Harry Potter v. Willy the Wizard: Who Came First?

Ever since the first Harry Potter novel was released in 1997, readers all over the world have delighted in the fantastic adventures of Harry and his classmates at the Hogwarts School of Witchcraft and Wizadry.  But when J.K. Rowling wrote the fourth book in the series,
Harry Potter and the Goblet of Fire, was she drawing from her own imagination or from a novel written years before Harry Potter was even conceived?  According to the family of Adrian Jacobs, author of the 1987 novel entitled, The Adventures of Willy Wizard No 2: Livid Land, Ms Rowling plagiarized the late Mr. Jacobs.

The estate of Adrian Jacobs (who died in 1997) first sued Rowling’s publisher, Bloomsbury Publishing, in June of 2009, before joining Ms. Rowling as a defendant in February of 2010.  The lawsuit, filed in High Court in England, alleges that both novels involve human hostages being held in a bathroom by half-human creatures, as well as boys who are trying to rescue the hostages. Other alleged similarities between the two books include a wizard train and a wizard prison.

Regardless of how similar two literary works may be, an author is not generally considered to be liable for plagiarism if that author’s work was arrived at independently.  J.K. Rowling has claimed that she had never even heard of Adrian Jacobs or his novel until the first accusation of plagiarism was made in 2004, some four years after the publication of Harry Potter and the Goblet of Fire.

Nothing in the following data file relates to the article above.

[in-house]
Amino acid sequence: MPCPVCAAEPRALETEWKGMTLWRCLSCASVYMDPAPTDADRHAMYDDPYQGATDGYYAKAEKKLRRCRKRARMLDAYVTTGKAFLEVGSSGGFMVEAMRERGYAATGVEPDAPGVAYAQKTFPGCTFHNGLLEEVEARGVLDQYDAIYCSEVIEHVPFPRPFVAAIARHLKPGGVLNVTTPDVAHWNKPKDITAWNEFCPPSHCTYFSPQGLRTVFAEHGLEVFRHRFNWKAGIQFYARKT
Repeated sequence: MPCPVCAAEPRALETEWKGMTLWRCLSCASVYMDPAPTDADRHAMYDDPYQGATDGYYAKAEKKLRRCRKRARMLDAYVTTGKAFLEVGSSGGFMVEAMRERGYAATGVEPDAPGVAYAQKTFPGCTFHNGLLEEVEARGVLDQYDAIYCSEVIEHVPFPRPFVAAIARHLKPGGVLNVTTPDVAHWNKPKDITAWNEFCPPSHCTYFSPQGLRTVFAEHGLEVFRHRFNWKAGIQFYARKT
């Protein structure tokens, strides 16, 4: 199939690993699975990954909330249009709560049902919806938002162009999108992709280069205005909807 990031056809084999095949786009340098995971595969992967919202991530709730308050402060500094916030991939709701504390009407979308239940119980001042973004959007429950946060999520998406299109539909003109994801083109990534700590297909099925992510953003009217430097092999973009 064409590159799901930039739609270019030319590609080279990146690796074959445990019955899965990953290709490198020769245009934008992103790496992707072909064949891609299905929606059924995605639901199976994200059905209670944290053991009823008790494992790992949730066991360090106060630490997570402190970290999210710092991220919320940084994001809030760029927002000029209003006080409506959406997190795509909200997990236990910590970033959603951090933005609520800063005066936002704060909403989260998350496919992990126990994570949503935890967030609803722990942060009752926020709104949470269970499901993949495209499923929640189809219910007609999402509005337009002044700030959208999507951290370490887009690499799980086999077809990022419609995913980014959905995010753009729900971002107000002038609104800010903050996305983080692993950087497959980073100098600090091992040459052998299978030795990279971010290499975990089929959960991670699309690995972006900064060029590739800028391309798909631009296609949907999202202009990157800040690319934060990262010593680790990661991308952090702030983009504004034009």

This is not the first plagiarism lawsuit filed against Rowling.  In 1999, American author Nancy Stouffer claimed that her two 1984 works, The Legend of Rah and the Muggles and Larry Potter and His Best Friend Lilly were the basis for the Harry Potter character.  Rowling claimed that since only portions of Rah were printed in booklet form in 1986 and were never sold, either in the United States or elsewhere, there is no way that she could have plagiarized Stouffer’s works, especially since she never even visited the United States until 1998, a year after the publication of the first Harry Potter novel.  In 2002, Rowling, her publisher, and Warner Brothers (owner of the movie rights to the Harry Potter books) sought and received adeclaratory judgment that they had not infringed on Stouffer’s works. It was further ruled that Stouffer had in fact defrauded the Court.

Stories of wizards & witchcraft date back at least as far as the legends of Merlin the Magician, and there are common threads that run through many such stories.  Not even a magic spell will help the estate of Adrian Jacobs unless the estate can prove direct copying.

Leave a Reply